Recurrent pleural malignant effusion is a common problem which can be treated by inducing symphysis of the pleural sheets. Many different drugs administered into the pleural space can be used to achieve this. The drugs cause an inflammatory response, which in turn is believed to cause the symphysis. Comparatively little has been published on the degree of pleural inflammation and the systemic response and whether this will affect the outcome. The aim of this study was to describe the systemic inflammatory reaction following instillation of a chemical agent into the pleura and to investigate whether this had any predictive value for the outcome (i.e. the pleurodesis). The markers investigated were simple ones: erythrocyte sedimentation rate, C-reactive protein, and leukocyte count from venous blood samples, and the fever reaction. Eighty-nine prospective patients with malignant pleural effusion who underwent pleurodesis with either talc (48 patients) or quinacrine (41 patients) were included in the study. Symphysis was achieved in 82 patients (92 per cent) and all had a prominent transitional elevation of the inflammatory parameters. The unsuccessful attempts caused negligible or very small elevations, but due to the small numbers only the degree of fever after 8 and 48 h showed a statistically significant difference. In conclusion, pleurodesis causes a systemic inflammation and there is a tendency to a correlation between the success of pleurodesis and the degree of inflammation. High fever and high inflammatory parameters including CRP are due to this inflammatory response and do not indicate infection.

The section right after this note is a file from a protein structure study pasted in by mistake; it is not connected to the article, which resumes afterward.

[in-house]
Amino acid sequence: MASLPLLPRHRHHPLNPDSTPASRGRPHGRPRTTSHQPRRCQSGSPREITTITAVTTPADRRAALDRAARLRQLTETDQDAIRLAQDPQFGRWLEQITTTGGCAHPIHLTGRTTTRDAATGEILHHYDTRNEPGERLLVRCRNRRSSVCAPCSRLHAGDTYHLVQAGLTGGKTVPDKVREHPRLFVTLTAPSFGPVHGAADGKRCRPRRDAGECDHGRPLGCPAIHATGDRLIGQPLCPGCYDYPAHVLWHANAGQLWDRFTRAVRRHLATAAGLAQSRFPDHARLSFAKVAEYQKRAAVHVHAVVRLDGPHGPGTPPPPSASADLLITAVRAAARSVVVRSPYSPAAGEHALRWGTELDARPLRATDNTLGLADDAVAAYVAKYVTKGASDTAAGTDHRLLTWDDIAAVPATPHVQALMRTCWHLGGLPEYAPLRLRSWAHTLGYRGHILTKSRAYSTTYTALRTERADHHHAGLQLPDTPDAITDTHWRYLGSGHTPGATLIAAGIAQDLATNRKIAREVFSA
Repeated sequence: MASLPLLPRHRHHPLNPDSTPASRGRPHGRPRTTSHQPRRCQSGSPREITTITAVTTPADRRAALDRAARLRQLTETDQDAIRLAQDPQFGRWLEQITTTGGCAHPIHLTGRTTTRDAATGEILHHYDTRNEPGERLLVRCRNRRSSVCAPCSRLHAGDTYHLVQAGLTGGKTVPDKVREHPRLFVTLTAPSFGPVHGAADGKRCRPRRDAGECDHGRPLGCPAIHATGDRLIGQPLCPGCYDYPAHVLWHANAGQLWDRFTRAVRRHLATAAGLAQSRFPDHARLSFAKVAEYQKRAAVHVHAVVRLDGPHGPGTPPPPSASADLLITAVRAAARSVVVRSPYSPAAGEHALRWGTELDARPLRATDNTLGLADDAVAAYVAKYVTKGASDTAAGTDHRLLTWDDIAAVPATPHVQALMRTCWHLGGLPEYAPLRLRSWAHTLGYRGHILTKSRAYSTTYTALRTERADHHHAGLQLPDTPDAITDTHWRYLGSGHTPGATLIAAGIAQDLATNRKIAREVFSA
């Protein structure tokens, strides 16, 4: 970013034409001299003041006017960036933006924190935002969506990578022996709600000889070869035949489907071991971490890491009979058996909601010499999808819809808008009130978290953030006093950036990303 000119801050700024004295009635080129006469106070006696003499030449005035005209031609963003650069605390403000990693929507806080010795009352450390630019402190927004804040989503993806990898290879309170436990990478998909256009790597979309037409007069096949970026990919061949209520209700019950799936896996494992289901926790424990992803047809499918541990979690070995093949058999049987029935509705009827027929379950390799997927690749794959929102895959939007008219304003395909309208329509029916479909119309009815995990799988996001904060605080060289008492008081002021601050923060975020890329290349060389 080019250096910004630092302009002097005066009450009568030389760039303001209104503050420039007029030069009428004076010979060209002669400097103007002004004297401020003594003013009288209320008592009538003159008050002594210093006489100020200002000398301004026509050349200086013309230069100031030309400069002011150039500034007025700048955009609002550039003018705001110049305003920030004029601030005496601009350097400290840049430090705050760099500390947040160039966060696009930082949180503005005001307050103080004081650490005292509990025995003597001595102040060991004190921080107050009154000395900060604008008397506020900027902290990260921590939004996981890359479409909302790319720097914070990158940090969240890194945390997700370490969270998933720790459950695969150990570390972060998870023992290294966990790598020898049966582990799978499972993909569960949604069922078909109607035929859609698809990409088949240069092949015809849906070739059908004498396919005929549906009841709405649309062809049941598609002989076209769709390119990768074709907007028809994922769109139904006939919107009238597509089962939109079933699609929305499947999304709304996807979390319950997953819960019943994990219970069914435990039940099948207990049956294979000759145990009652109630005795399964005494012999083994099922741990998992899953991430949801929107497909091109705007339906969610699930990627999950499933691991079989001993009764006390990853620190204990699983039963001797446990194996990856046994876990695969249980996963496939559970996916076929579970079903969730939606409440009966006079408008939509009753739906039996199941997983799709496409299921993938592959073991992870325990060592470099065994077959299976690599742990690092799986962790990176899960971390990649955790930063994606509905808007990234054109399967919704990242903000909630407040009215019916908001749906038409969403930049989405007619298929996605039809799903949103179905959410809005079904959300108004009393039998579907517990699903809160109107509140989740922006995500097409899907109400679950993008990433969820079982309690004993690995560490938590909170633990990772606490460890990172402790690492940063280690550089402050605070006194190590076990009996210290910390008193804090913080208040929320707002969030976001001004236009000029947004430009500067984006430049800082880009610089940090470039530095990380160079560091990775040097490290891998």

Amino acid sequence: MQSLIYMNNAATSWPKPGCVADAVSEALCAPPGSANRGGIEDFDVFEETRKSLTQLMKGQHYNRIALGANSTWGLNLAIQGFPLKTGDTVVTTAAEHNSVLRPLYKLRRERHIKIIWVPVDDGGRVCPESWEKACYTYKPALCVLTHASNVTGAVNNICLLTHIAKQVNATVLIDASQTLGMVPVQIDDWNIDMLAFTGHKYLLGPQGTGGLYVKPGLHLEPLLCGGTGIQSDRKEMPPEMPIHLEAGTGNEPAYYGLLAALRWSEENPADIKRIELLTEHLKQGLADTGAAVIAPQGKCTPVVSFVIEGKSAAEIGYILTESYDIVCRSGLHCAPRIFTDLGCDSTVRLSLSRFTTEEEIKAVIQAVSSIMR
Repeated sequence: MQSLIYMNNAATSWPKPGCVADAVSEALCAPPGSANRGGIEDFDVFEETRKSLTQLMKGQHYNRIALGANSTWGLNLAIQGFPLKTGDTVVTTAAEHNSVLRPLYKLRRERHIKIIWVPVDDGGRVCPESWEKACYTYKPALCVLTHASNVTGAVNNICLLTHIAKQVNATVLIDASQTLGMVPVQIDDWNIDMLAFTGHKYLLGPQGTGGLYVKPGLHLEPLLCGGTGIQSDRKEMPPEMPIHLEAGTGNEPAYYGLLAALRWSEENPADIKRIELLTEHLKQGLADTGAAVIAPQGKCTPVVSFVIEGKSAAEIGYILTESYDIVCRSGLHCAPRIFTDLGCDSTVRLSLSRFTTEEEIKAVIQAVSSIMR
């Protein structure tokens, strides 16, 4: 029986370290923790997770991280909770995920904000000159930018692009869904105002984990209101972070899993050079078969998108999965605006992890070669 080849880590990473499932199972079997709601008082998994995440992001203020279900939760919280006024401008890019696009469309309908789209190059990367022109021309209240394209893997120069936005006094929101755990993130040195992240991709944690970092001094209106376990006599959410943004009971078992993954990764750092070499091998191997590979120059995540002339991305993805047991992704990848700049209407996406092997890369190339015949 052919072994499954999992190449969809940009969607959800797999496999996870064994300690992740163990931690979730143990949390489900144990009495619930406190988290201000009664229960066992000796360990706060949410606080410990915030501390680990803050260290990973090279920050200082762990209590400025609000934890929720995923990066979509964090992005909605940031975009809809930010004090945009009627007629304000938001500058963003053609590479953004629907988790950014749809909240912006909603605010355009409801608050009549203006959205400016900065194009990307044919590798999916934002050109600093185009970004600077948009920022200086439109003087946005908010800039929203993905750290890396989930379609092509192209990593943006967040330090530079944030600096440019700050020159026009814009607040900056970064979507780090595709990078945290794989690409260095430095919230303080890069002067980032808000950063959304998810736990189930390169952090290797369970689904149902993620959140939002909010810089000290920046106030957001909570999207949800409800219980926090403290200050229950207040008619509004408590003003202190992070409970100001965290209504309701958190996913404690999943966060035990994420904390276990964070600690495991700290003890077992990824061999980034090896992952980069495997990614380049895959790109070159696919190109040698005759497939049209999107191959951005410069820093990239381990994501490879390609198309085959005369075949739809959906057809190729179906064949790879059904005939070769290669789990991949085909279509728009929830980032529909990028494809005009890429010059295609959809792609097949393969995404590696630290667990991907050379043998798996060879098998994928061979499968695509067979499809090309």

2004. Vol. 98, no 12